The recent economic crisis inflicted substantial damage on the public finances of many countries around the world. Enormous stimulus programmes, bank bail-outs, increased welfare and unemployment payments, and depressed tax receipts weighed heavily on government balance sheets. To make matters worse, some countries were already running substantial deficits before the crisis hit. When fears of another great depression began to recede, news of another crisis began to emerge.
The aggregate budget deficit for the OECD is expected to be around 7.5%, but some countries have deficits that run well into the double digits. Public debt is forecast to be about 30% of GDP higher in 2011 than it was in 2007, before the crisis. Though some countries appear to be handling the fallout of the crisis better than others, growth remains subdued.
One problem is that, in today's global markets, financial difficulties, whether in large countries or even in relatively small developed countries, can affect the entire financial system. The responses also have to be international.
As in 2008, this truth was again evident in 2009, when rumblings among investors about the size of the Greek budget deficit caused uneasiness in already-fragile financial markets. By the end of 2009 all three major rating agencies had issued downgrades on Greek sovereign debt.
In the months that followed, these rumblings turned into a full-fledged crisis that eventually spread to other European countries. In spiral effect, investors, nervous about the ability of some countries to repay their public debts, charged high premiums to hold government bonds. This in turn provoked downgrades on sovereign debt ratings, which made debt even more expensive. Other European countries, including Ireland, Portugal and Spain, repeatedly found themselves having to reassure the markets that their investments were safe.
But the downgrades continued and the euro area seemed under attack, as did the stability of the euro itself. This prompted unprecedented intervention by the European Commission, the European Central Bank, EU member states and the International Monetary Fund. In the case of Ireland, a contingency loan has been agreed which effectively gives the country shelter from the bond market and a chance to put its affairs in order. Still, many economists argue that the risk of contagion is still high, and structured default should also be considered as an option in some cases.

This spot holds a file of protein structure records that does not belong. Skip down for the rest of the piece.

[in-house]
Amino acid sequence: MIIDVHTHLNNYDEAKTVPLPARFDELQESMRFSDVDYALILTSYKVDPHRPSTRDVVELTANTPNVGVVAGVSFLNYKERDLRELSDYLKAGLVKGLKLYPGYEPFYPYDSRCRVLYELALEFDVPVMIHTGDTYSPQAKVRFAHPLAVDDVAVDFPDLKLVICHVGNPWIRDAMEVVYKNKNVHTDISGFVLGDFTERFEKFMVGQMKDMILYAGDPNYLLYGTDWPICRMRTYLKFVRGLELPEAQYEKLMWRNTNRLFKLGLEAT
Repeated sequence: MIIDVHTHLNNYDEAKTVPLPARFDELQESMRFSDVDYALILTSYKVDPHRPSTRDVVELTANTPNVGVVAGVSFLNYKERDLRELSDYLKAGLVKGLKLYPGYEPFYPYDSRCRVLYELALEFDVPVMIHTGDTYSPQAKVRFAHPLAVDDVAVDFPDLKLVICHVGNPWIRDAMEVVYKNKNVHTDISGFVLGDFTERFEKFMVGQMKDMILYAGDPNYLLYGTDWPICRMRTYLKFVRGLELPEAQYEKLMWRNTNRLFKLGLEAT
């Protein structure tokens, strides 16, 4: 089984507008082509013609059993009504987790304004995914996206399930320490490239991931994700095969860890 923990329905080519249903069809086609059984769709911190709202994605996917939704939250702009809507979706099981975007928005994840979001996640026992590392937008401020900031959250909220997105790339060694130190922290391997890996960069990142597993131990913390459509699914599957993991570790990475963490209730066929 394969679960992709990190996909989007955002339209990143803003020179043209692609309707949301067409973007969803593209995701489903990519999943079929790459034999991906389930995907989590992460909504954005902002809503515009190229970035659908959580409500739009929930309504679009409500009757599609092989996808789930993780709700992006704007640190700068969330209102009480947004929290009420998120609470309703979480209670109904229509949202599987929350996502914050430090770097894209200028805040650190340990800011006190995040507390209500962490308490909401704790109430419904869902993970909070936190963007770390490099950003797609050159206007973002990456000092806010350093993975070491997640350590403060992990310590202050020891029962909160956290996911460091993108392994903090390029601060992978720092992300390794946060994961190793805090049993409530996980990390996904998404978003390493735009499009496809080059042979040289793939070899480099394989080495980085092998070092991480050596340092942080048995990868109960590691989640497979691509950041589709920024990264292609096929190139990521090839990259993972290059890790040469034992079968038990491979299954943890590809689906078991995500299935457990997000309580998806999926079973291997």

Nor are euro area countries the only ones with burgeoning deficits. Some of the world's largest economies, including the United States, the United Kingdom and Japan-whose debt level has long been high and is projected to top an astonishing 200% of GDP in 2011-have also seen their public spending skyrocket in recent years. In fact, all OECD countries saw their fiscal positions deteriorate in 2010. The US budget deficit, which stood at 10.5% of GDP in 2010, has focused on stimulus, while also dealing with the fallout of the crisis, including a rise in long-term unemployment.
Market pressures have also prompted several large economies to announce draconian austerity plans, while others have decided to wait, worried that spending cuts in an uncertain economic climate would hurt the economy. Some economists have called for increased stimulus spending to prevent anaemic recoveries from reversing back into recession. To be sure, the recovery, where it is taking place, is fragile. But the OECD believes that governments should start reining in their budget deficits from 2011, otherwise the deficits and debt will become counterproductive. This leaves governments with difficult decisions. How can they restore public finances and promote sound economic growth at the same time? Where should they cut spending? Is it possible to preserve the quality of vital but expensive public services, such as healthcare and education, while restraining expenditure?
The OECD view is clear. What the recovery needs is for governments to restore order to public finances while enacting reforms in the structure of their economies to enable growth to take hold. These include changes to streamline administration, activate labour markets, improve competition and bolster spending on social security. It means targeting taxes that favour greener growth, and focusing spending on education, innovation, healthcare and infrastructure. And it means doing all of this while continuing to support development aid and investment in poor countries.
Striking the right balance will not be easy, and the fiscal challenge is sure to dominate the global public policy agendas in 2011.